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With new governments in Alberta and Ottawa, Parkland Institute asks: What's left?

Photo: Mike Alexander/flickr

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Keep Karl on Parl

Not many universities in the world can claim a full-blown left-wing think-tank. To its credit (and continued surprise for some, including its senior officers), the University of Alberta houses the Parkland Institute, a leading source of Canadian political economy research, and left animation of political life in Alberta and Canada.

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Photo: Canadian Pacific/flickr
| October 27, 2015
Columnists

We can deliver change this election by working together

Photo: Chris Yakimov/flickr

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Take heart. We the people, who see Stephen Harper and the Conservatives as a Canadian tragedy and a world-class blight on global problem-solving, are still more than two-thirds of the population. 

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| October 13, 2015
Columnists

The Greens: A party that plays politics like the others

Image: Flickr/ItzaFineDay

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After a visit by the Green Party's Elizabeth May to Powell River on July 31, she was quoted in the local newspaper: "There is no chance of a Conservative winning in this riding. It's either going to be a Green or an NDP member of Parliament in this riding."

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Columnists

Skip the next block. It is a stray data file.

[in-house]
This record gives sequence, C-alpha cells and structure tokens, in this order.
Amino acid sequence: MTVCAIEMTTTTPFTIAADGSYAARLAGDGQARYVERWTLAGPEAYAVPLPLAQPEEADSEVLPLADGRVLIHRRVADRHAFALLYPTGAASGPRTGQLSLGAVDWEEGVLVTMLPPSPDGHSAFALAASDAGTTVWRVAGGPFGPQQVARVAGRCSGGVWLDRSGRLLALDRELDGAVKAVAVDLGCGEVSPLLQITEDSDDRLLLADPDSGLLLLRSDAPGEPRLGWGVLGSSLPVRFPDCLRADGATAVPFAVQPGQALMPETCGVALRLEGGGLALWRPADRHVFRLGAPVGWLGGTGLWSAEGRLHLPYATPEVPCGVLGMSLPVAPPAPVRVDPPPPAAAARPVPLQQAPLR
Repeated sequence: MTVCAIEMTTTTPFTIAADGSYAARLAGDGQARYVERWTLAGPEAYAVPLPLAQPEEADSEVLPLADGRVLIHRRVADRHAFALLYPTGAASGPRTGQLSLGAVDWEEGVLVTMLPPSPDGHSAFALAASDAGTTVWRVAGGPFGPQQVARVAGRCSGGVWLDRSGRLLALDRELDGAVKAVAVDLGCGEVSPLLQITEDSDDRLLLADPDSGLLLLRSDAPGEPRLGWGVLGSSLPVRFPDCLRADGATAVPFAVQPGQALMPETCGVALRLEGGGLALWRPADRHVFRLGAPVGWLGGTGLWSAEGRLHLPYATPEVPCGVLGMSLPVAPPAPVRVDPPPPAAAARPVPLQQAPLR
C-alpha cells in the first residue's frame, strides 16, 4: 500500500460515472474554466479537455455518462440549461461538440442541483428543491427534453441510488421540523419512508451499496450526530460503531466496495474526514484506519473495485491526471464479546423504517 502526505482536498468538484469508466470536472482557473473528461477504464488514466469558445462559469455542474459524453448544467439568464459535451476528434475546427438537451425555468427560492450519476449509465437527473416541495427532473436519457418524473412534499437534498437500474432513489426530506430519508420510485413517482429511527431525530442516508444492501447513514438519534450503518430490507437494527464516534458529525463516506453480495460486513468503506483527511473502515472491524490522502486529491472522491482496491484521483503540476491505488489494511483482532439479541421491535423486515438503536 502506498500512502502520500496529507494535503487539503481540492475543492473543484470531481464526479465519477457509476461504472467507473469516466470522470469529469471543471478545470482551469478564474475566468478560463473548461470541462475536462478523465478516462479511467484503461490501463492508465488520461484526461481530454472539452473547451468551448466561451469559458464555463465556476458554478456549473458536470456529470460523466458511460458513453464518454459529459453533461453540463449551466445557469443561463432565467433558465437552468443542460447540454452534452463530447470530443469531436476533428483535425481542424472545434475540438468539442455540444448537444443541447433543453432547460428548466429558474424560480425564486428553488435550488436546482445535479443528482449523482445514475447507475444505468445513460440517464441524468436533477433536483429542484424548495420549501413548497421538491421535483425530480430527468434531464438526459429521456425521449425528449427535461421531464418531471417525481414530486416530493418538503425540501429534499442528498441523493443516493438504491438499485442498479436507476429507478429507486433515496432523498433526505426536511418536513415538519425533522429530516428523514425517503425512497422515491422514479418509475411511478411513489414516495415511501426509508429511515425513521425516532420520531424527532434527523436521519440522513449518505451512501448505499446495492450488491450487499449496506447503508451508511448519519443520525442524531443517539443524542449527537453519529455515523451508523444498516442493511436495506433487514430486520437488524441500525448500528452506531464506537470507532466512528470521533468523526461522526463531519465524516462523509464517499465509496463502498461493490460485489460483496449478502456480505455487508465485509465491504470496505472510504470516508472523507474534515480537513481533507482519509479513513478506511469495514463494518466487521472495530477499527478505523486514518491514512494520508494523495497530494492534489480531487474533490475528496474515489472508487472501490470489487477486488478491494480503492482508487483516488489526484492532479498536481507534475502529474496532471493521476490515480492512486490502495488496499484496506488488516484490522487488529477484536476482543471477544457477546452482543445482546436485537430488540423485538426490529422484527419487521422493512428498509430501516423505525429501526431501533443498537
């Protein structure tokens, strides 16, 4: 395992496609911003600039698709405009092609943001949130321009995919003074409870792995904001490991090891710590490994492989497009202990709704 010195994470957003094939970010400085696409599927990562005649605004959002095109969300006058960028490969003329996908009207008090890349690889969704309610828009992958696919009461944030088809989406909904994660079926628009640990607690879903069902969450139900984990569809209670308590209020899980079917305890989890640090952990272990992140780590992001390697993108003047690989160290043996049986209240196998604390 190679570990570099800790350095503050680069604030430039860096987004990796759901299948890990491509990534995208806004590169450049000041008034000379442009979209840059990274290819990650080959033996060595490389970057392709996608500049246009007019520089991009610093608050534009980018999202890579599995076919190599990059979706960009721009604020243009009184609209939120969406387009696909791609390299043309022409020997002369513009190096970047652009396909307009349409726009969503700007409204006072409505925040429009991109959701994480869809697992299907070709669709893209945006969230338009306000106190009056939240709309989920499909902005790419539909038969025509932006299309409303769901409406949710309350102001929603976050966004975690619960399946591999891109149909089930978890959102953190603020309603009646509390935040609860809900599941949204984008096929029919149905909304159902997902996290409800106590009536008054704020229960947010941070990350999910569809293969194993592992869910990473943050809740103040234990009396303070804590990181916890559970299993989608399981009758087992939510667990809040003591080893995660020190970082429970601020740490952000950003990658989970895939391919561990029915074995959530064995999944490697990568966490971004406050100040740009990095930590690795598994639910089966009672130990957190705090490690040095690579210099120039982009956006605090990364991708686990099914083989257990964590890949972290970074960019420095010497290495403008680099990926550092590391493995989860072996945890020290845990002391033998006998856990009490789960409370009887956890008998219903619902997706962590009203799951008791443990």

A single-issue election: The anti-Harper vote

Photo: Andrew Bates/flickr

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By now, under a typical government, a federal election in Canada called on August 2 would nearly be over. But Stephen Harper's fetish for trying to manipulate the public created an 11-week campaign instead of the ordinary 37 days. A seemingly everlasting election gives Harper's Conservatives more time to raise money while exhausting their opponents' bank accounts.

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Columnists

Bill C-51: Stephen Harper, Anonymous and the Joker's gambit

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It's hard not to turn to popular culture to explain Bill C-51 and the world another Harper government will usher in. And, three references leap to mind immediately. The first is a scene in The Dark Knight Rises.

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Can the NDP and Liberals differentiate themselves enough to beat Harper?

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The NDP's Olivia Chow took the plunge in a particularly irritating way this week when she announced she's running against Liberal MP Adam Vaughn in a downtown Toronto riding. It felt like a bad omen for an election that hasn't even begun and will drone on for over twice as long as usual.

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| April 23, 2015
Columnists

The law of mobilization and the defeat of Stephen Harper

Photo: Chris Yakimov/flickr

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Outstanding political leaders inspire, motivate, and rally support. Whether it be Churchill in wartime, De Gaulle in exile, or Indira Gandhi campaigning for the eradication of poverty, these leaders stood out because people responded to the calls for action.

It is a law of politics: to make things happen, people have to be mobilized. The political party that succeeds is the one that builds support, and gets people to vote for it.

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